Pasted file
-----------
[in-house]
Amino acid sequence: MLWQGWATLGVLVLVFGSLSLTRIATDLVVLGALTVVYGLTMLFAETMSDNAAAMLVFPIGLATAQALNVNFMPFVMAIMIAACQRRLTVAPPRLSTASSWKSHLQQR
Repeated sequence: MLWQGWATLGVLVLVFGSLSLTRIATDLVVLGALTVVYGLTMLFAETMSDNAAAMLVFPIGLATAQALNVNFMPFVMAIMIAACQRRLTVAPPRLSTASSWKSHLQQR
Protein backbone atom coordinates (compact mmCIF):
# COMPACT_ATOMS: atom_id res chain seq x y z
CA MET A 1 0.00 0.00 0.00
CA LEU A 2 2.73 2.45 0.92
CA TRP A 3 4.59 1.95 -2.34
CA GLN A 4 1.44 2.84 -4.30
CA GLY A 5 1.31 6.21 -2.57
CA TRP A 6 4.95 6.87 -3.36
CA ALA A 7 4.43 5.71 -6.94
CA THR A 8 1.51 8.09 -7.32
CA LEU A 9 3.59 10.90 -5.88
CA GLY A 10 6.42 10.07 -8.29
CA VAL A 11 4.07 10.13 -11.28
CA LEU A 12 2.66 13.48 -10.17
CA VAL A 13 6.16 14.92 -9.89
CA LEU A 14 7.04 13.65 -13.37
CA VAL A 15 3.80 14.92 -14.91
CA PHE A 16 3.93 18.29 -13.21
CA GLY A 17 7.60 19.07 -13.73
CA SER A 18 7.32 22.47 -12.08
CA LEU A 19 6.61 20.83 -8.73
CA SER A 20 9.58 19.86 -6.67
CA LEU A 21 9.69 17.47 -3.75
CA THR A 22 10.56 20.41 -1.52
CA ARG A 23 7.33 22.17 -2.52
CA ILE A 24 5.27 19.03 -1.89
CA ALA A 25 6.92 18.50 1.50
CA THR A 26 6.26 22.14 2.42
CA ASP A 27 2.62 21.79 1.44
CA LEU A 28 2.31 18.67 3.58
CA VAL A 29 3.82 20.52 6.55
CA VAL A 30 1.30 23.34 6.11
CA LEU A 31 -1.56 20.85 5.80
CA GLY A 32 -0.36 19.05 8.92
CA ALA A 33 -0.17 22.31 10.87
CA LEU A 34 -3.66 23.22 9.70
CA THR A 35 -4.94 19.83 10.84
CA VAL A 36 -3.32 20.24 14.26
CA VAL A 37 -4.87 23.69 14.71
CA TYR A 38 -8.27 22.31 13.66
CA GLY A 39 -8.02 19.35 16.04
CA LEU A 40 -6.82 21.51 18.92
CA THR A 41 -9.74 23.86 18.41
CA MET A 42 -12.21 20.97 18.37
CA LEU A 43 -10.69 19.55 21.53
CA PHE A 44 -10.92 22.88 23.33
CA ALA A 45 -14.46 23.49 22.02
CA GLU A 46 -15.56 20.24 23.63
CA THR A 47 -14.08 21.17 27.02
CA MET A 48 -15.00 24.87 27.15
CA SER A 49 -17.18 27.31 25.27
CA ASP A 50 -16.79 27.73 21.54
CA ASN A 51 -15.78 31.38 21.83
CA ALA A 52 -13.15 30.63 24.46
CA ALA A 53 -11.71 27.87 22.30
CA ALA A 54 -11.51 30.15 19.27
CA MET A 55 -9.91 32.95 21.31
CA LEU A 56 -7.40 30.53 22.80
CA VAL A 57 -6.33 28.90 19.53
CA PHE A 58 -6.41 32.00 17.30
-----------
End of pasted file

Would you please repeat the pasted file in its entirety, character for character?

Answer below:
[in-house]
Amino acid sequence: MLWQGWATLGVLVLVFGSLSLTRIATDLVVLGALTVVYGLTMLFAETMSDNAAAMLVFPIGLATAQALNVNFMPFVMAIMIAACQRRLTVAPPRLSTASSWKSHLQQR
Repeated sequence: MLWQGWATLGVLVLVFGSLSLTRIATDLVVLGALTVVYGLTMLFAETMSDNAAAMLVFPIGLATAQALNVNFMPFVMAIMIAACQRRLTVAPPRLSTASSWKSHLQQR
Protein backbone atom coordinates (compact mmCIF):
# COMPACT_ATOMS: atom_id res chain seq x y z
CA MET A 1 0.00 0.00 0.00
CA LEU A 2 2.73 2.45 0.92
CA TRP A 3 4.59 1.95 -2.34
CA GLN A 4 1.44 2.84 -4.30
CA GLY A 5 1.31 6.21 -2.57
CA TRP A 6 4.95 6.87 -3.36
CA ALA A 7 4.43 5.71 -6.94
CA THR A 8 1.51 8.09 -7.32
CA LEU A 9 3.59 10.90 -5.88
CA GLY A 10 6.42 10.07 -8.29
CA VAL A 11 4.07 10.13 -11.28
CA LEU A 12 2.66 13.48 -10.17
CA VAL A 13 6.16 14.92 -9.89
CA LEU A 14 7.04 13.65 -13.37
CA VAL A 15 3.80 14.92 -14.91
CA PHE A 16 3.93 18.29 -13.21
CA GLY A 17 7.60 19.07 -13.73
CA SER A 18 7.32 22.47 -12.08
CA LEU A 19 6.61 20.83 -8.73
CA SER A 20 9.58 19.86 -6.67
CA LEU A 21 9.69 17.47 -3.75
CA THR A 22 10.56 20.41 -1.52
CA ARG A 23 7.33 22.17 -2.52
CA ILE A 24 5.27 19.03 -1.89
CA ALA A 25 6.92 18.50 1.50
CA THR A 26 6.26 22.14 2.42
CA ASP A 27 2.62 21.79 1.44
CA LEU A 28 2.31 18.67 3.58
CA VAL A 29 3.82 20.52 6.55
CA VAL A 30 1.30 23.34 6.11
CA LEU A 31 -1.56 20.85 5.80
CA GLY A 32 -0.36 19.05 8.92
CA ALA A 33 -0.17 22.31 10.87
CA LEU A 34 -3.66 23.22 9.70
CA THR A 35 -4.94 19.83 10.84
CA VAL A 36 -3.32 20.24 14.26
CA VAL A 37 -4.87 23.69 14.71
CA TYR A 38 -8.27 22.31 13.66
CA GLY A 39 -8.02 19.35 16.04
CA LEU A 40 -6.82 21.51 18.92
CA THR A 41 -9.74 23.86 18.41
CA MET A 42 -12.21 20.97 18.37
CA LEU A 43 -10.69 19.55 21.53
CA PHE A 44 -10.92 22.88 23.33
CA ALA A 45 -14.46 23.49 22.02
CA GLU A 46 -15.56 20.24 23.63
CA THR A 47 -14.08 21.17 27.02
CA MET A 48 -15.00 24.87 27.15
CA SER A 49 -17.18 27.31 25.27
CA ASP A 50 -16.79 27.73 21.54
CA ASN A 51 -15.78 31.38 21.83
CA ALA A 52 -13.15 30.63 24.46
CA ALA A 53 -11.71 27.87 22.30
CA ALA A 54 -11.51 30.15 19.27
CA MET A 55 -9.91 32.95 21.31
CA LEU A 56 -7.40 30.53 22.80
CA VAL A 57 -6.33 28.90 19.53
CA PHE A 58 -6.41 32.00 17.30